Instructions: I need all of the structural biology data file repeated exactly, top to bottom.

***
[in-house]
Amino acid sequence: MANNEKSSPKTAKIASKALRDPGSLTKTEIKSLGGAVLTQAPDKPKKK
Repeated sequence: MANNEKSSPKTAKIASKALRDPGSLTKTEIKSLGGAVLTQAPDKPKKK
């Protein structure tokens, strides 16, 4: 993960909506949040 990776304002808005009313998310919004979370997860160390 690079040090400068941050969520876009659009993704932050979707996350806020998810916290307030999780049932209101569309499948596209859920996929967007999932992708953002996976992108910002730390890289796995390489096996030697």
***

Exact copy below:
[in-house]
Amino acid sequence: MANNEKSSPKTAKIASKALRDPGSLTKTEIKSLGGAVLTQAPDKPKKK
Repeated sequence: MANNEKSSPKTAKIASKALRDPGSLTKTEIKSLGGAVLTQAPDKPKKK
């Protein structure tokens, strides 16, 4: 993960909506949040 990776304002808005009313998310919004979370997860160390 690079040090400068941050969520876009659009993704932050979707996350806020998810916290307030999780049932209101569309499948596209859920996929967007999932992708953002996976992108910002730390890289796995390489096996030697």